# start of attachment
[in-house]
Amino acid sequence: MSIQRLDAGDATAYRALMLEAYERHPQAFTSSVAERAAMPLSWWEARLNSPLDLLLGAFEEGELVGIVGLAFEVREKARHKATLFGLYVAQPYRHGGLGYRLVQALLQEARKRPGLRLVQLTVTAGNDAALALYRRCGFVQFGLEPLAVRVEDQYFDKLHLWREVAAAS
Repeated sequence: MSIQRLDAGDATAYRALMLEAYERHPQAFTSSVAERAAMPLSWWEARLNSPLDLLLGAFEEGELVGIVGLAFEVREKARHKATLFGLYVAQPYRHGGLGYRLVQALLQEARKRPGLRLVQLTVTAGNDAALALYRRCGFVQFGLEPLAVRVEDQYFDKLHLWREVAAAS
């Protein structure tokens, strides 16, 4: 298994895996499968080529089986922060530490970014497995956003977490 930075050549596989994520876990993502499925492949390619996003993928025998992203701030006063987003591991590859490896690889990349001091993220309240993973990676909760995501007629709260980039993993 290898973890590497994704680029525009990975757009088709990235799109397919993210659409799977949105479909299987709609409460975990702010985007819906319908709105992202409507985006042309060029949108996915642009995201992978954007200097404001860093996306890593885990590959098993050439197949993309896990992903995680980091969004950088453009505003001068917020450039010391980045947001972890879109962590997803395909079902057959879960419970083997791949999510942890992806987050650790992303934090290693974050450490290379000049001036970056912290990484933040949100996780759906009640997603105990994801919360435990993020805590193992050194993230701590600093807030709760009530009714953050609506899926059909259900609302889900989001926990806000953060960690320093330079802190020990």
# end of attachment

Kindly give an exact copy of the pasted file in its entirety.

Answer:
[in-house]
Amino acid sequence: MSIQRLDAGDATAYRALMLEAYERHPQAFTSSVAERAAMPLSWWEARLNSPLDLLLGAFEEGELVGIVGLAFEVREKARHKATLFGLYVAQPYRHGGLGYRLVQALLQEARKRPGLRLVQLTVTAGNDAALALYRRCGFVQFGLEPLAVRVEDQYFDKLHLWREVAAAS
Repeated sequence: MSIQRLDAGDATAYRALMLEAYERHPQAFTSSVAERAAMPLSWWEARLNSPLDLLLGAFEEGELVGIVGLAFEVREKARHKATLFGLYVAQPYRHGGLGYRLVQALLQEARKRPGLRLVQLTVTAGNDAALALYRRCGFVQFGLEPLAVRVEDQYFDKLHLWREVAAAS
């Protein structure tokens, strides 16, 4: 298994895996499968080529089986922060530490970014497995956003977490 930075050549596989994520876990993502499925492949390619996003993928025998992203701030006063987003591991590859490896690889990349001091993220309240993973990676909760995501007629709260980039993993 290898973890590497994704680029525009990975757009088709990235799109397919993210659409799977949105479909299987709609409460975990702010985007819906319908709105992202409507985006042309060029949108996915642009995201992978954007200097404001860093996306890593885990590959098993050439197949993309896990992903995680980091969004950088453009505003001068917020450039010391980045947001972890879109962590997803395909079902057959879960419970083997791949999510942890992806987050650790992303934090290693974050450490290379000049001036970056912290990484933040949100996780759906009640997603105990994801919360435990993020805590193992050194993230701590600093807030709760009530009714953050609506899926059909259900609302889900989001926990806000953060960690320093330079802190020990």